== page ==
Shipping post-Lehman not as bad as the 1980s: Clarksons

Shipping post-Lehman not as bad as the 1980s: Clarksons

Stephen Gordon, managing director of Clarksons Research, has had his say on the decade since Lehman Brothers collapsed. Tomorrow marks the 10th anniversary since the US’s fourth largest investment bank went bankrupt, sparking the global financial crisis and a dire period for the shipping industry.

Gordon suggested, however, that as bad as the last 10 years had been, they were not as bad as shipping’s recession of the 1980s.

‘[A]lthough the shipping recession has felt prolonged, it’s been far from a ‘dead’ decade with surprising upside at times,” Gordon wrote in the latest weekly report from Clarksons Research.

Even in 2009, capesize earnings rose to $70,000 a day as China’s steel output yo-yoed, Gordon observed. There were also spikes in LNG (2012), LPG (2014-5), tankers (2015) and offshore (2013-14); and heavy newbuild ordering (2010, 2013) and record years for S&P (2017).

“[P]lenty of business has been done, helped by low interest rates,” Gordon observed.

Gordon concluded suggesting the container sector has had the most pain over the past 10 years, but he told readers to spare a thought for the bankers.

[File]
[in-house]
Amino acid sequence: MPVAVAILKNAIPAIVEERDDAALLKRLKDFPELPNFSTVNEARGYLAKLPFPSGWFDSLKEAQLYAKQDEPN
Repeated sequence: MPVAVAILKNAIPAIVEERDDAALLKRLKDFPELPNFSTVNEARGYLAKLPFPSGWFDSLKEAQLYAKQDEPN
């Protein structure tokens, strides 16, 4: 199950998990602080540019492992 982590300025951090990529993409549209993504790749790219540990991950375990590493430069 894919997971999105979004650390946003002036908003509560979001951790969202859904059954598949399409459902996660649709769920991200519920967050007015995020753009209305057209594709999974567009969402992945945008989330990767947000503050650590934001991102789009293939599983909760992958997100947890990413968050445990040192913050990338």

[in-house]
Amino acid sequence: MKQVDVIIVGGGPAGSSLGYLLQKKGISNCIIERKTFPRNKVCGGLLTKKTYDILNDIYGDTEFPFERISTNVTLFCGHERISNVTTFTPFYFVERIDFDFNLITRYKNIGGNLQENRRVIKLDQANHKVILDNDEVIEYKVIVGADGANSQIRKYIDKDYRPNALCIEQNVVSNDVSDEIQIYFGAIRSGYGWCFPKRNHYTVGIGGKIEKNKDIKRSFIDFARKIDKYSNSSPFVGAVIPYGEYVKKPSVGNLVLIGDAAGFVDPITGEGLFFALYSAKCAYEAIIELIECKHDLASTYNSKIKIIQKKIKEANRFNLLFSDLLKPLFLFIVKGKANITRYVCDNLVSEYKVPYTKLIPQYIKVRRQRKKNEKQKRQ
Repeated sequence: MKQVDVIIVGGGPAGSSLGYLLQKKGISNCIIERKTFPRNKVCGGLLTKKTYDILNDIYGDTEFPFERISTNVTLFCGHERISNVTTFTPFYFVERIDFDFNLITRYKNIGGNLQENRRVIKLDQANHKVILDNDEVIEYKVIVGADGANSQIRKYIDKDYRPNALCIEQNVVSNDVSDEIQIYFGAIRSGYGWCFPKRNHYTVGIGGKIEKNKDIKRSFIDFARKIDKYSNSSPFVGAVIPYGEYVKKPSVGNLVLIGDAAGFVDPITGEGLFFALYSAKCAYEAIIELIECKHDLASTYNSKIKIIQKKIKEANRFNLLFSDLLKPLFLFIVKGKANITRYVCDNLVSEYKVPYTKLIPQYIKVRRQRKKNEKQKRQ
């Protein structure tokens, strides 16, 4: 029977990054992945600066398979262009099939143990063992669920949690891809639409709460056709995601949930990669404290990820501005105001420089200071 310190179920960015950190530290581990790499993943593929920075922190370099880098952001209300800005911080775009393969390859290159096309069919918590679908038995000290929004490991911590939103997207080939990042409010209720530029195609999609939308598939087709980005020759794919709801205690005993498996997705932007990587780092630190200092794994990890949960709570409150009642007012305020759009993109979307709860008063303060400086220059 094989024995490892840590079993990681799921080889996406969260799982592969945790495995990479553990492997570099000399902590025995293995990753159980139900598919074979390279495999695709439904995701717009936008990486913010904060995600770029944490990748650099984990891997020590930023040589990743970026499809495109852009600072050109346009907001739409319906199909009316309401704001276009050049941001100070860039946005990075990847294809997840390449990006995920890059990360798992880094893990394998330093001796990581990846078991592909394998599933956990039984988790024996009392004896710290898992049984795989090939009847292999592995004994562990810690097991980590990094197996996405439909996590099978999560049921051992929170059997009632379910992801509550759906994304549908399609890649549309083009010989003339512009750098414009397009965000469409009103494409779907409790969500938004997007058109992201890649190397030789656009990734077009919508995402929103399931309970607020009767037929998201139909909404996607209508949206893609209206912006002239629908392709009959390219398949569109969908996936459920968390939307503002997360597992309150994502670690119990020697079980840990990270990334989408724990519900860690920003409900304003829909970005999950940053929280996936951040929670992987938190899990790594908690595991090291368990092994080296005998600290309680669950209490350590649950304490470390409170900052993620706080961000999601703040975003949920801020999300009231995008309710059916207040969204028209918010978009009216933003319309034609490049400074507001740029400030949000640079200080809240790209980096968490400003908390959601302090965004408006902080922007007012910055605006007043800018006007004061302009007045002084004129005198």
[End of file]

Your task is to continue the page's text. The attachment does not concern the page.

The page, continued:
Read Splash’s own take on the decade post-Lehman here.

Sam Chambers

Starting out with the Informa Group in 2000 in Hong Kong, Sam Chambers became editor of Maritime Asia magazine as well as East Asia Editor for the world’s oldest newspaper, Lloyd’s List. In 2005 he pursued a freelance career and wrote for a variety of titles including taking on the role of Asia Editor at Seatrade magazine and China correspondent for Supply Chain Asia. His work has also appeared in The Economist, The New York Times, The Sunday Times and The International Herald Tribune.

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1 Comment

  1. Martyn Benson
    September 14, 2018 at 9:48 pm

    Spare a thought for the bankers???? That’s a remark which will not garner much sympathy in the shipping sector!!! If shipping could earn bonuses like bankers seem to be able to do and if there was no come back in shipping in the same way as in banking on the catastrophic mistakes that some have overseen and even been caused with impunity, then we in shipping would be a lot happier.